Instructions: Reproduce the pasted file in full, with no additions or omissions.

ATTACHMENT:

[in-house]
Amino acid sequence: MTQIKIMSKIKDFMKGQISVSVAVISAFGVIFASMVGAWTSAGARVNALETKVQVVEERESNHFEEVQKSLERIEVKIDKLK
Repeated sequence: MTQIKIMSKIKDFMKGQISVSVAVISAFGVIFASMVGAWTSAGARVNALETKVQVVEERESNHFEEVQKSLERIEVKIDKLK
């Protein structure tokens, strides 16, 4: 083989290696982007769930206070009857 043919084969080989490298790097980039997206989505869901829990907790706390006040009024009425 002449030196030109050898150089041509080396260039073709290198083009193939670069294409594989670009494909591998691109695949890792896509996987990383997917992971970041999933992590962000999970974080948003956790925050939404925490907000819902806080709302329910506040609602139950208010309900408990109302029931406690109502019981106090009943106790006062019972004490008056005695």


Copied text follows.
[in-house]
Amino acid sequence: MTQIKIMSKIKDFMKGQISVSVAVISAFGVIFASMVGAWTSAGARVNALETKVQVVEERESNHFEEVQKSLERIEVKIDKLK
Repeated sequence: MTQIKIMSKIKDFMKGQISVSVAVISAFGVIFASMVGAWTSAGARVNALETKVQVVEERESNHFEEVQKSLERIEVKIDKLK
């Protein structure tokens, strides 16, 4: 083989290696982007769930206070009857 043919084969080989490298790097980039997206989505869901829990907790706390006040009024009425 002449030196030109050898150089041509080396260039073709290198083009193939670069294409594989670009494909591998691109695949890792896509996987990383997917992971970041999933992590962000999970974080948003956790925050939404925490907000819902806080709302329910506040609602139950208010309900408990109302029931406690109502019981106090009943106790006062019972004490008056005695």